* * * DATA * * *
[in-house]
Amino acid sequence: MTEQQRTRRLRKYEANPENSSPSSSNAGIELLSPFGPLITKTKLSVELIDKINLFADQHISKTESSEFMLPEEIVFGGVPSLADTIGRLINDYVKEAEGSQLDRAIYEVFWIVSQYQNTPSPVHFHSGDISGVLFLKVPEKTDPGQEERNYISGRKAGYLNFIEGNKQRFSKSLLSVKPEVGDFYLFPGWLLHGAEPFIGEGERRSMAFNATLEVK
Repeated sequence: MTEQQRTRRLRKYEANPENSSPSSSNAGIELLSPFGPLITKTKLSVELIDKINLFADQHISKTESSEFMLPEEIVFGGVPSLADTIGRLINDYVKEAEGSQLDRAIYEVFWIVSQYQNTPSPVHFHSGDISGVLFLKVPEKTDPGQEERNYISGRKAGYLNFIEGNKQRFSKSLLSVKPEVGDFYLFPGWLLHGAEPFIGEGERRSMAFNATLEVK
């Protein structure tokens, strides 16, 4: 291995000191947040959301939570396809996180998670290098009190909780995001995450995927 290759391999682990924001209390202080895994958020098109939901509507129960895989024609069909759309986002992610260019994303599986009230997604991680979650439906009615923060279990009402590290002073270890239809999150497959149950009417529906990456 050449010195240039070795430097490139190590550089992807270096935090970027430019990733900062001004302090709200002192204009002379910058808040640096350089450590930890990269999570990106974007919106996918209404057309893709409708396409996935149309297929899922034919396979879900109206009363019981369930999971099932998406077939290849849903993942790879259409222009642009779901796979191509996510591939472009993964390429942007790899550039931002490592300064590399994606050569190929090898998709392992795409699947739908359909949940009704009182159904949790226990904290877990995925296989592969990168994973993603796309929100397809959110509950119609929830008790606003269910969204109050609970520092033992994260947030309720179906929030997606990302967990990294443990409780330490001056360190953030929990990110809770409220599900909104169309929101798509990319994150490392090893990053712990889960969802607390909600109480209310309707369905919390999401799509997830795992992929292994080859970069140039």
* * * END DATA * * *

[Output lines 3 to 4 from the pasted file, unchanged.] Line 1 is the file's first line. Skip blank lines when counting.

Repeated sequence: MTEQQRTRRLRKYEANPENSSPSSSNAGIELLSPFGPLITKTKLSVELIDKINLFADQHISKTESSEFMLPEEIVFGGVPSLADTIGRLINDYVKEAEGSQLDRAIYEVFWIVSQYQNTPSPVHFHSGDISGVLFLKVPEKTDPGQEERNYISGRKAGYLNFIEGNKQRFSKSLLSVKPEVGDFYLFPGWLLHGAEPFIGEGERRSMAFNATLEVK
């Protein structure tokens, strides 16, 4: 291995000191947040959301939570396809996180998670290098009190909780995001995450995927 290759391999682990924001209390202080895994958020098109939901509507129960895989024609069909759309986002992610260019994303599986009230997604991680979650439906009615923060279990009402590290002073270890239809999150497959149950009417529906990456 050449010195240039070795430097490139190590550089992807270096935090970027430019990733900062001004302090709200002192204009002379910058808040640096350089450590930890990269999570990106974007919106996918209404057309893709409708396409996935149309297929899922034919396979879900109206009363019981369930999971099932998406077939290849849903993942790879259409222009642009779901796979191509996510591939472009993964390429942007790899550039931002490592300064590399994606050569190929090898998709392992795409699947739908359909949940009704009182159904949790226990904290877990995925296989592969990168994973993603796309929100397809959110509950119609929830008790606003269910969204109050609970520092033992994260947030309720179906929030997606990302967990990294443990409780330490001056360190953030929990990110809770409220599900909104169309929101798509990319994150490392090893990053712990889960969802607390909600109480209310309707369905919390999401799509997830795992992929292994080859970069140039």